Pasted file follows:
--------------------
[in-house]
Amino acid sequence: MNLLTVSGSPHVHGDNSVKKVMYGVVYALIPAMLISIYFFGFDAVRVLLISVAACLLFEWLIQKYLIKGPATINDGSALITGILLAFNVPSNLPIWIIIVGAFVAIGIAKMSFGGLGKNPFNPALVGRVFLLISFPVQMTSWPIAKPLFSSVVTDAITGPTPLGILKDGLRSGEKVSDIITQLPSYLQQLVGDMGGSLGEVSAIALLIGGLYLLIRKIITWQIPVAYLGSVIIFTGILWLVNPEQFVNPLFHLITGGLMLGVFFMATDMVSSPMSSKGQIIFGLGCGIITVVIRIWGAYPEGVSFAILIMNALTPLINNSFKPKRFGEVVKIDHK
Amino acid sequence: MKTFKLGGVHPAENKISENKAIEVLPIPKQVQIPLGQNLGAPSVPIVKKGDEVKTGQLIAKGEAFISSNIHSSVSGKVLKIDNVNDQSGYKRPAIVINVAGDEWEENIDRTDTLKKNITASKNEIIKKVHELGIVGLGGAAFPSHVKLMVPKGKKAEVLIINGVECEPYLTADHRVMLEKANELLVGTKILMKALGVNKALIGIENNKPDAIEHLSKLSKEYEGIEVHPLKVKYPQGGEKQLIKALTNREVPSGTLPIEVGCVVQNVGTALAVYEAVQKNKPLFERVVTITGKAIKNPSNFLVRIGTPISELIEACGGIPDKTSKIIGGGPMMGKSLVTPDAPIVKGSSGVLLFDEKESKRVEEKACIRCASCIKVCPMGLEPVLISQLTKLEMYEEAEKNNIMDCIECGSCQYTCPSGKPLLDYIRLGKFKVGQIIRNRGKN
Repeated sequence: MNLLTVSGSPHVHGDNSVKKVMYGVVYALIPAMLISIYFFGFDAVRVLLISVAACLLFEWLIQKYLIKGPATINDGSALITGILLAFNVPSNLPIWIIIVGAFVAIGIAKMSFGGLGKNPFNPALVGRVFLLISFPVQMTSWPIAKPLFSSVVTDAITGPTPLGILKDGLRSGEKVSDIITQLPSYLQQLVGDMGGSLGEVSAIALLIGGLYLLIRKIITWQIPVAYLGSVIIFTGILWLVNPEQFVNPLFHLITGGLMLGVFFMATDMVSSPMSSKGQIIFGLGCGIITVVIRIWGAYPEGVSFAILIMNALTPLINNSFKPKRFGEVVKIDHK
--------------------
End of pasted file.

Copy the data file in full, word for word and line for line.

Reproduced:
[in-house]
Amino acid sequence: MNLLTVSGSPHVHGDNSVKKVMYGVVYALIPAMLISIYFFGFDAVRVLLISVAACLLFEWLIQKYLIKGPATINDGSALITGILLAFNVPSNLPIWIIIVGAFVAIGIAKMSFGGLGKNPFNPALVGRVFLLISFPVQMTSWPIAKPLFSSVVTDAITGPTPLGILKDGLRSGEKVSDIITQLPSYLQQLVGDMGGSLGEVSAIALLIGGLYLLIRKIITWQIPVAYLGSVIIFTGILWLVNPEQFVNPLFHLITGGLMLGVFFMATDMVSSPMSSKGQIIFGLGCGIITVVIRIWGAYPEGVSFAILIMNALTPLINNSFKPKRFGEVVKIDHK
Amino acid sequence: MKTFKLGGVHPAENKISENKAIEVLPIPKQVQIPLGQNLGAPSVPIVKKGDEVKTGQLIAKGEAFISSNIHSSVSGKVLKIDNVNDQSGYKRPAIVINVAGDEWEENIDRTDTLKKNITASKNEIIKKVHELGIVGLGGAAFPSHVKLMVPKGKKAEVLIINGVECEPYLTADHRVMLEKANELLVGTKILMKALGVNKALIGIENNKPDAIEHLSKLSKEYEGIEVHPLKVKYPQGGEKQLIKALTNREVPSGTLPIEVGCVVQNVGTALAVYEAVQKNKPLFERVVTITGKAIKNPSNFLVRIGTPISELIEACGGIPDKTSKIIGGGPMMGKSLVTPDAPIVKGSSGVLLFDEKESKRVEEKACIRCASCIKVCPMGLEPVLISQLTKLEMYEEAEKNNIMDCIECGSCQYTCPSGKPLLDYIRLGKFKVGQIIRNRGKN
Repeated sequence: MNLLTVSGSPHVHGDNSVKKVMYGVVYALIPAMLISIYFFGFDAVRVLLISVAACLLFEWLIQKYLIKGPATINDGSALITGILLAFNVPSNLPIWIIIVGAFVAIGIAKMSFGGLGKNPFNPALVGRVFLLISFPVQMTSWPIAKPLFSSVVTDAITGPTPLGILKDGLRSGEKVSDIITQLPSYLQQLVGDMGGSLGEVSAIALLIGGLYLLIRKIITWQIPVAYLGSVIIFTGILWLVNPEQFVNPLFHLITGGLMLGVFFMATDMVSSPMSSKGQIIFGLGCGIITVVIRIWGAYPEGVSFAILIMNALTPLINNSFKPKRFGEVVKIDHK